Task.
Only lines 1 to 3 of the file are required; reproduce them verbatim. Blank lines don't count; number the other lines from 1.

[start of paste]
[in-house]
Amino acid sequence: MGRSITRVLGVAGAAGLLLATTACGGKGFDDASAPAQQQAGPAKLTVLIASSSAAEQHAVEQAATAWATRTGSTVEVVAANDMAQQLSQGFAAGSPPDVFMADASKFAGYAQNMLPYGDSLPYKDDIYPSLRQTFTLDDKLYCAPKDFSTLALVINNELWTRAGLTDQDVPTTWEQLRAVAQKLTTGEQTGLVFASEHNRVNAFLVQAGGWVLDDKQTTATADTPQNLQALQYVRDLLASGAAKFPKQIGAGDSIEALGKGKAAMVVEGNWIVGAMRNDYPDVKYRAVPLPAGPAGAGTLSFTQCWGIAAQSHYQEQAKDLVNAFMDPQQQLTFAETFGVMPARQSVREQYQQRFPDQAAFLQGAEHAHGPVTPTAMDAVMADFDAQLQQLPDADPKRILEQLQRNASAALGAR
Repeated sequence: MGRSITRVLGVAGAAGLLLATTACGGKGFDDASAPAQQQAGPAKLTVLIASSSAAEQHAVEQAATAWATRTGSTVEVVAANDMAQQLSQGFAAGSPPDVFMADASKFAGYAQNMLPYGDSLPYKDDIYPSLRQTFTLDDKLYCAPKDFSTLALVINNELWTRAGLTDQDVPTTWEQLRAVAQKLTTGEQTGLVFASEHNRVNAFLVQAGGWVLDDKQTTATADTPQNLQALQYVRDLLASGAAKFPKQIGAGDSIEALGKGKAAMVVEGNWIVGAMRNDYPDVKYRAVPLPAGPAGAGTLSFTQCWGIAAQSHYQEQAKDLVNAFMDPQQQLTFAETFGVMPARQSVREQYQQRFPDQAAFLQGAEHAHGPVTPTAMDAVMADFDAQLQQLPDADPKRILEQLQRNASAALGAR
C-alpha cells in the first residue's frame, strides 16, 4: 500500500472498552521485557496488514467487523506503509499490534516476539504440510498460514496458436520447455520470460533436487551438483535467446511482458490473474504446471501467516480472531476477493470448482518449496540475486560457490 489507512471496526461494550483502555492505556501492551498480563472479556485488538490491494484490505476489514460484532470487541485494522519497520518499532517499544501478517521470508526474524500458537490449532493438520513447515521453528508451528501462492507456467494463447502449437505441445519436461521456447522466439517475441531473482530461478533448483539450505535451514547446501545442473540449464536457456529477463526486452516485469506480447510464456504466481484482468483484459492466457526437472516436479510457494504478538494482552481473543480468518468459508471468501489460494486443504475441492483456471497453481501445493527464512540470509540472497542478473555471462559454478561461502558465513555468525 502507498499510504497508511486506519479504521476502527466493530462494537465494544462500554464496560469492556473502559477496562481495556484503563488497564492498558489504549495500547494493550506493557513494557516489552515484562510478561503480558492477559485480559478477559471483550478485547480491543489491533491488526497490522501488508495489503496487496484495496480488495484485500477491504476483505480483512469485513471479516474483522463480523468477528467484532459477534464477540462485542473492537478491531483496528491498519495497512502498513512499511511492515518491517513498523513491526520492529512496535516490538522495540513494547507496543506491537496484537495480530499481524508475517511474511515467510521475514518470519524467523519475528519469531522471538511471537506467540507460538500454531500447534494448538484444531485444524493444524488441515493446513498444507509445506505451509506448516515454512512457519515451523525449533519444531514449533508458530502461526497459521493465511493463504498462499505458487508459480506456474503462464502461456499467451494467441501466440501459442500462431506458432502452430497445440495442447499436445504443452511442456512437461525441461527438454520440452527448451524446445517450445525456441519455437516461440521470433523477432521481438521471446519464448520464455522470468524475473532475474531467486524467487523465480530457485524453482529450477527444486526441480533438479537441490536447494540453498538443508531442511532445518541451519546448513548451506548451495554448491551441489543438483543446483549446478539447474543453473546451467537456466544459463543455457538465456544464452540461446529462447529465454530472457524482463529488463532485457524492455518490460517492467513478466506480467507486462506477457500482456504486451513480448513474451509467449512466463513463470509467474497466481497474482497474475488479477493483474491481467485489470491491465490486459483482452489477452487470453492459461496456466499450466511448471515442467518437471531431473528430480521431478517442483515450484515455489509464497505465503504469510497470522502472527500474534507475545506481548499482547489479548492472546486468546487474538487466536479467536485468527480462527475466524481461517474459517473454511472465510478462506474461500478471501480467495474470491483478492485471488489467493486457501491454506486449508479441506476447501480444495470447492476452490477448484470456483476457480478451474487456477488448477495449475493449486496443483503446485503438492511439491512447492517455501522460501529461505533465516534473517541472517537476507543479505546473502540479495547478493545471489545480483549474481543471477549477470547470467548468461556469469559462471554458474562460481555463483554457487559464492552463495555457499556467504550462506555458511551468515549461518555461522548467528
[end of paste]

[in-house]
Amino acid sequence: MGRSITRVLGVAGAAGLLLATTACGGKGFDDASAPAQQQAGPAKLTVLIASSSAAEQHAVEQAATAWATRTGSTVEVVAANDMAQQLSQGFAAGSPPDVFMADASKFAGYAQNMLPYGDSLPYKDDIYPSLRQTFTLDDKLYCAPKDFSTLALVINNELWTRAGLTDQDVPTTWEQLRAVAQKLTTGEQTGLVFASEHNRVNAFLVQAGGWVLDDKQTTATADTPQNLQALQYVRDLLASGAAKFPKQIGAGDSIEALGKGKAAMVVEGNWIVGAMRNDYPDVKYRAVPLPAGPAGAGTLSFTQCWGIAAQSHYQEQAKDLVNAFMDPQQQLTFAETFGVMPARQSVREQYQQRFPDQAAFLQGAEHAHGPVTPTAMDAVMADFDAQLQQLPDADPKRILEQLQRNASAALGAR
Repeated sequence: MGRSITRVLGVAGAAGLLLATTACGGKGFDDASAPAQQQAGPAKLTVLIASSSAAEQHAVEQAATAWATRTGSTVEVVAANDMAQQLSQGFAAGSPPDVFMADASKFAGYAQNMLPYGDSLPYKDDIYPSLRQTFTLDDKLYCAPKDFSTLALVINNELWTRAGLTDQDVPTTWEQLRAVAQKLTTGEQTGLVFASEHNRVNAFLVQAGGWVLDDKQTTATADTPQNLQALQYVRDLLASGAAKFPKQIGAGDSIEALGKGKAAMVVEGNWIVGAMRNDYPDVKYRAVPLPAGPAGAGTLSFTQCWGIAAQSHYQEQAKDLVNAFMDPQQQLTFAETFGVMPARQSVREQYQQRFPDQAAFLQGAEHAHGPVTPTAMDAVMADFDAQLQQLPDADPKRILEQLQRNASAALGAR